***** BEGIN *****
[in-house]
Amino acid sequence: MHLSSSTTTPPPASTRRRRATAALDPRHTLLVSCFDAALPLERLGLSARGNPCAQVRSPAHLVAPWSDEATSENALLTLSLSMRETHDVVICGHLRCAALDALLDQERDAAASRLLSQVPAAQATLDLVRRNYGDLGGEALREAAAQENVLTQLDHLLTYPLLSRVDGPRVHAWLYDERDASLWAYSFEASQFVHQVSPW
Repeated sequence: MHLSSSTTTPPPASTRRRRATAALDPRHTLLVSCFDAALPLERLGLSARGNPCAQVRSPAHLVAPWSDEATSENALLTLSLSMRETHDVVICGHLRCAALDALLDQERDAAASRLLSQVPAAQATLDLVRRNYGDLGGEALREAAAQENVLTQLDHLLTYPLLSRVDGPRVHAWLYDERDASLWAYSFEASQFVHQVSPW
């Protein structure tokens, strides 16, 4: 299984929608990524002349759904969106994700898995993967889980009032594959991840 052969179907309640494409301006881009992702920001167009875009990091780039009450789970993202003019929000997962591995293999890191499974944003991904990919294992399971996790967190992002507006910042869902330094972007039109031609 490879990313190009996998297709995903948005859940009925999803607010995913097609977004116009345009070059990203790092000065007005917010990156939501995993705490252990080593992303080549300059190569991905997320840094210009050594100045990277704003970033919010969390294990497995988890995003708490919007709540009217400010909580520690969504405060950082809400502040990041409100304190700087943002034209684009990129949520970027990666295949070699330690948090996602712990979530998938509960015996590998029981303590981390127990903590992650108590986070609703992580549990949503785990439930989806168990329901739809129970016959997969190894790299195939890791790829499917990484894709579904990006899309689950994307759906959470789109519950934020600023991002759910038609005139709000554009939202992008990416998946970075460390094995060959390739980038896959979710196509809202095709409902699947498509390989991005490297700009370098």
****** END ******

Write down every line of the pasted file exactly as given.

[in-house]
Amino acid sequence: MHLSSSTTTPPPASTRRRRATAALDPRHTLLVSCFDAALPLERLGLSARGNPCAQVRSPAHLVAPWSDEATSENALLTLSLSMRETHDVVICGHLRCAALDALLDQERDAAASRLLSQVPAAQATLDLVRRNYGDLGGEALREAAAQENVLTQLDHLLTYPLLSRVDGPRVHAWLYDERDASLWAYSFEASQFVHQVSPW
Repeated sequence: MHLSSSTTTPPPASTRRRRATAALDPRHTLLVSCFDAALPLERLGLSARGNPCAQVRSPAHLVAPWSDEATSENALLTLSLSMRETHDVVICGHLRCAALDALLDQERDAAASRLLSQVPAAQATLDLVRRNYGDLGGEALREAAAQENVLTQLDHLLTYPLLSRVDGPRVHAWLYDERDASLWAYSFEASQFVHQVSPW
């Protein structure tokens, strides 16, 4: 299984929608990524002349759904969106994700898995993967889980009032594959991840 052969179907309640494409301006881009992702920001167009875009990091780039009450789970993202003019929000997962591995293999890191499974944003991904990919294992399971996790967190992002507006910042869902330094972007039109031609 490879990313190009996998297709995903948005859940009925999803607010995913097609977004116009345009070059990203790092000065007005917010990156939501995993705490252990080593992303080549300059190569991905997320840094210009050594100045990277704003970033919010969390294990497995988890995003708490919007709540009217400010909580520690969504405060950082809400502040990041409100304190700087943002034209684009990129949520970027990666295949070699330690948090996602712990979530998938509960015996590998029981303590981390127990903590992650108590986070609703992580549990949503785990439930989806168990329901739809129970016959997969190894790299195939890791790829499917990484894709579904990006899309689950994307759906959470789109519950934020600023991002759910038609005139709000554009939202992008990416998946970075460390094995060959390739980038896959979710196509809202095709409902699947498509390989991005490297700009370098």